Nkrumah Steward on befriending the descendant of those who enslaved his ancestors, local African-American officers talk about life at the intersection of “black and blue”, and detective Ira Todd on the strange case of Davonte Sanford …on this weekend’s Saturday Six Pack

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We’ll start off this Saturday evening’s episode of the Saturday Six Pack with Canton writer Nkrumah Steward. If Steward’s name sounds familiar, it’s likely because a recent story of his, about traveling back to the South Carolina plantation where his ancestors had been slaves, has spread like wildfire this past week. From People Magazine to ABC News, the story of Steward’s decision to initiate face-to-face dialogue with the current owner of the plantation, Robert Adams, a descendant of the individuals who had enslaved his family, has now been shared tens of thousands of times on social media. [The two men, as it would turn out, also happen to be distant cousins thanks to the fact that, in 1835, Steward’s 4th great grandmother, a slave named Sarah Jones Adams, had a child by Robert Adams, the man who claimed ownership over her.] If you’ve yet to hear Steward’s story, I’d encourage you to start with his blog, and then move on to Epoch Times, which has some of the better coverage I’ve seen thus far. And, of course, tune in this Saturday evening, when Steward and I will be speaking at length about the time he spent with Adams at Wavering Place Plantation, what he’s come to learn from the experience, and why it is, in his opinion, that the story of his journey seems to be resonating so strongly with people right now.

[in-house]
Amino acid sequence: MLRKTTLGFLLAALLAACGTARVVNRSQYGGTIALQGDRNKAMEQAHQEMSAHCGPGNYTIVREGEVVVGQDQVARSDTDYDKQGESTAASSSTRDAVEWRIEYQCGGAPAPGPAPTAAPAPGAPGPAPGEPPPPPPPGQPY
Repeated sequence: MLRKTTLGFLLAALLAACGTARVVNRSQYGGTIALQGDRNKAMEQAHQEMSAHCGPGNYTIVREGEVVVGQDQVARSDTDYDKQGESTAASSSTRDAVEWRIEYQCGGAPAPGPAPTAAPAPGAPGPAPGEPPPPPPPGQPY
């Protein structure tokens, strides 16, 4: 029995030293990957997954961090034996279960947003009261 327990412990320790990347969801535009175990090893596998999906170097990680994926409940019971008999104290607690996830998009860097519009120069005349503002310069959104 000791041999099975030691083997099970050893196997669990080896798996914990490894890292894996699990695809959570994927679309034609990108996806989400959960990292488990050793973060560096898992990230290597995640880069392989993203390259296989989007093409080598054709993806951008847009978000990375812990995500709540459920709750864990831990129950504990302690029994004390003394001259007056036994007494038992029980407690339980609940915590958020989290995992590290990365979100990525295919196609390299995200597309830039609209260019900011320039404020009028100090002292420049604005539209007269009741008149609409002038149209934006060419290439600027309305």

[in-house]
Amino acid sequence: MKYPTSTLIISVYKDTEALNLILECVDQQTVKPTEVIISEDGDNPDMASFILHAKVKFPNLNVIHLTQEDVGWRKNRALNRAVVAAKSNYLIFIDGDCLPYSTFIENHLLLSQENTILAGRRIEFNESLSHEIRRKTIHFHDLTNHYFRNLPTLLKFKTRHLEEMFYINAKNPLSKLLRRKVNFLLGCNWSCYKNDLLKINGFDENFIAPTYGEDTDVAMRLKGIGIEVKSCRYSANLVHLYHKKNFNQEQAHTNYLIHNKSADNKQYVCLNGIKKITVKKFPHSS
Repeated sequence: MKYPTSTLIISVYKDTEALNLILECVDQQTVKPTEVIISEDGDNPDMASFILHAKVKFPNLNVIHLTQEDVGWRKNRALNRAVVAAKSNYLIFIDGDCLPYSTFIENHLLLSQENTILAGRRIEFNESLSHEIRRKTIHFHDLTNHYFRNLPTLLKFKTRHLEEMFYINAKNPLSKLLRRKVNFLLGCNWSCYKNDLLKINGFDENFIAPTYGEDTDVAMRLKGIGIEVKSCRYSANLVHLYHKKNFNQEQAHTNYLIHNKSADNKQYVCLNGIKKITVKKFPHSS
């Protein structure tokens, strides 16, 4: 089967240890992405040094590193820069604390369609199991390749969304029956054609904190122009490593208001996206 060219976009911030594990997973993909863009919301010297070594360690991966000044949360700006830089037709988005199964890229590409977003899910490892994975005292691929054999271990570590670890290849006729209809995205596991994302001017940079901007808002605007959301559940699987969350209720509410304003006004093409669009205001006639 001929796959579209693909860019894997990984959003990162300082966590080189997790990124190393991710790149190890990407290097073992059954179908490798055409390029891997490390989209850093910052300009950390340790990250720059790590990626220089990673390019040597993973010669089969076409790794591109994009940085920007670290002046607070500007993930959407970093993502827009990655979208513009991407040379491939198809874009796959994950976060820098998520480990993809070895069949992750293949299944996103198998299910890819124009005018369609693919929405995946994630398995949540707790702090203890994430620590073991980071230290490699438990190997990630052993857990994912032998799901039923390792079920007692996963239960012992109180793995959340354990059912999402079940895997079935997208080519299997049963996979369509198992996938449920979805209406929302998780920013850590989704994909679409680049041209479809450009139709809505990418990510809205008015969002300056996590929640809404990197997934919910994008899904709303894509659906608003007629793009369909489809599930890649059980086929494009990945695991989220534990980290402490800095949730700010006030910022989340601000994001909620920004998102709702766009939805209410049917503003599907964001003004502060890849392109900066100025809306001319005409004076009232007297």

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[above: Adams and Steward on the steps of Wavering Place Plantation in South Carolina.]

And, during our second segment, African-American Washtenaw County Sheriff’s Department Deputies Eugene Rush, Jeremiah Richardson, and LaShane Bynum, and AAPD officer Jason Gold, will be joining me and Derrick Jackson to discuss what it’s like to be “black and blue” in today’s America.

Then, during our final segment, if all goes according to plan, we’ll be welcoming Detroit police detective Ira Todd into the studio to discuss the case of Davontae Sanford, the young man who was just recently released from prison after serving eight years for four homicides that he did not commit. Todd, as you might recall, is the detective credited with getting hitman Vincent Smothers to confess to the four murders, opening the door to the release of Sanford. Here, if you haven’t read it, is a clip from the New Yorker story from October 2012 that introduced the nation to the Davontae Sanford case. [It still amazes me that Sanford stayed in prison another three and a half years after this story ran.]

…Ten hours later, (Vincent Smothers) was at the Schaefer police station, in Detroit, in a room with a square wooden table and two black plastic chairs. He had been brought in to talk with Ira Todd, a member of the city’s Violent Crimes Task Force.

“What’s going on with you, man?” Todd asked.

“Nothing much,” Smothers answered quietly. A video of the interrogation showed him folding himself into the seat, his hands cuffed behind him. His hair was dishevelled, and he had thin sideburns and a mustache. He was wearing shorts and a black T-shirt.

“I’ve been talking to a lot of people about you, my friend,” Todd said, as he set up a camera to take pictures of Smothers.

“O.K.”

“You’ve got troubles.”

“O.K.”

“Major troubles. I figure you already know that,” Todd said. “We know that you are, per se, a hit man, a contract hit man,” he went on. “We know that you and somebody else were responsible for trying to take out three people—one girl that lived and she pointed you out.”

Smothers listened.

“We know that you killed a cop’s wife,” Todd continued. “We know that the cop hired you.” He said that Cecily had told the police about Rose Cobb’s murder, and was showing them weapons that Smothers had asked her to stash. But she had also emphasized that he was a great father to their children. If he coöperated, Todd would talk to the prosecutor on his behalf.